The night after Saving Face won the Academy Award for best short documentary, the film’s co-director Daniel Junge (center in photo) and reconstructive surgeon Dr. Mohammed Ali Jawad (right), who performed the work featured in the film, visited Pomona College for a screening and to take questions from the audience in the packed Rose Hills Theatre.
According to the Pomona press release, Saving Face is the story of two survivors of acid attacks in Pakistan, “their battle for justice and their journey of healing. Saving Face follows their personal stories and that of the nation of Pakistan, which is attempting to tackle this vexing social problem.” Co-directed by Sharmeen Obaid-Chinoy, the movie marks the first Academy Award win for Pakistan, notes the International Herald-Tribune. But on Monday night, that golden Oscar statue was held aloft here at Pomona.
The event was sponsored by Pomona’s departments of media studies and religious studies, along with the Pakistan Arts Council of Asia Pacific Museum (Pasadena).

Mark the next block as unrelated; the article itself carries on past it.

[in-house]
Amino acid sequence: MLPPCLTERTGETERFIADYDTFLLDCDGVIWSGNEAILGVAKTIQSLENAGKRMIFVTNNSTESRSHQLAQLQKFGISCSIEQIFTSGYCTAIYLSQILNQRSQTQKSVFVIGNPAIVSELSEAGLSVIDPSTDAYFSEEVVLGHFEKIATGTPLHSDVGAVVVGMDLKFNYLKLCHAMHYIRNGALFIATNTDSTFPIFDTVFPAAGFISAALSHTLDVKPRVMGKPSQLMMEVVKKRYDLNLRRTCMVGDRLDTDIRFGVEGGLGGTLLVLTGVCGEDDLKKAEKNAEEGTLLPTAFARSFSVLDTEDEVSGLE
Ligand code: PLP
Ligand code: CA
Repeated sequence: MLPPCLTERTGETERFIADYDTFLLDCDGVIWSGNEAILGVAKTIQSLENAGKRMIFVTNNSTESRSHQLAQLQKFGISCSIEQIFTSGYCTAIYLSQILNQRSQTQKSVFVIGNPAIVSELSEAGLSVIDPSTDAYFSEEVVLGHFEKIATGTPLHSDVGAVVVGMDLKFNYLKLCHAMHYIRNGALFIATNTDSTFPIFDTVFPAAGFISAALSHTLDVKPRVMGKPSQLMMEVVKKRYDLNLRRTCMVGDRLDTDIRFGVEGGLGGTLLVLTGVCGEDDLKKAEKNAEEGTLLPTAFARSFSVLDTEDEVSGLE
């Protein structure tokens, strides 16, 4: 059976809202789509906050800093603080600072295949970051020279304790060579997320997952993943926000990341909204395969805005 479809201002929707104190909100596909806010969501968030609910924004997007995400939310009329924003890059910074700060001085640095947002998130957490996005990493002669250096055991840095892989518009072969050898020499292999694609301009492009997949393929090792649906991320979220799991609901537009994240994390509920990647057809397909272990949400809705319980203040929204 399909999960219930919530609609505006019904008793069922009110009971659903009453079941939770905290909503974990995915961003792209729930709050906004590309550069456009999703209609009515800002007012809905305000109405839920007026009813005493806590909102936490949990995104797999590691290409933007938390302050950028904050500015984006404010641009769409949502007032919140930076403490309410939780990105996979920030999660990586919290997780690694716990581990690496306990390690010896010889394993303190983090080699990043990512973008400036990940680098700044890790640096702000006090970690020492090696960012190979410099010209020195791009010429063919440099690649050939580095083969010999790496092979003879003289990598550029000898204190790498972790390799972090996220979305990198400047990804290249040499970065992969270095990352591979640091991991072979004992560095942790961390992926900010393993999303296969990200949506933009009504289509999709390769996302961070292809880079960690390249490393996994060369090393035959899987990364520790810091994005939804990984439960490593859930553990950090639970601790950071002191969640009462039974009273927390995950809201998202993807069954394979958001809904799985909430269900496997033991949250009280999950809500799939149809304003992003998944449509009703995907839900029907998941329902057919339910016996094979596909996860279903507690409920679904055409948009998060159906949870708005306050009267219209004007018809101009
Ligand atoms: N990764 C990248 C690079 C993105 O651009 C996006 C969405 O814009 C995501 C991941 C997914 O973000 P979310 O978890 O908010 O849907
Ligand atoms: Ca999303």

How did it land at Pomona? Shaila Andrabi, president of the Pakistan Arts Council and spouse of longtime Pomona Economics Professor Tahir Andrabi, has a friend who is a friend Dr. Jawad. Through that connection, she was able to secure a commitment from Jawad, who got Daniel Junge on board. This was all planned, of course, before Saving Face won the Oscar. But even with the filmmakers in great demand, everyone stuck to the plan. “They were there until the very last person left,” notes Andrabi. “He (Junge) let every single person take a picture with him.”
And there were a lot of people, a diverse audience ranging from members of Southern California’s Pakistani-American community to Claremont students and professors. “We had to close the doors at 8 o’ clock and say ‘no more people,'” says Andrabi.
“The discussion was great,” adds Andrabi. “They were both very humble.” Junge even brought along the Oscar statue: “He let everybody hold it.”
If you missed the screening, Andrabi says the 40-minute documentary might surprise you. “It is a very positive message,” she says. “It’s not a weepy kind of film. It’s very uplifting.”
*** In another Pomona-Oscar connection, Nat Faxon, a winner for best adapted screenplay for The Descendants, credits his year at Pomona as a Hamilton College student for helping to establish his Hollywood connections, according to WKTV.com. One of Faxon’s co-winners for that award was Alexander Payne, who previously had won an Oscar for best adapted screenplay (Sideways) with Pomona alumnus Jim Taylor ’84.
Photos by Aaran Patel ’15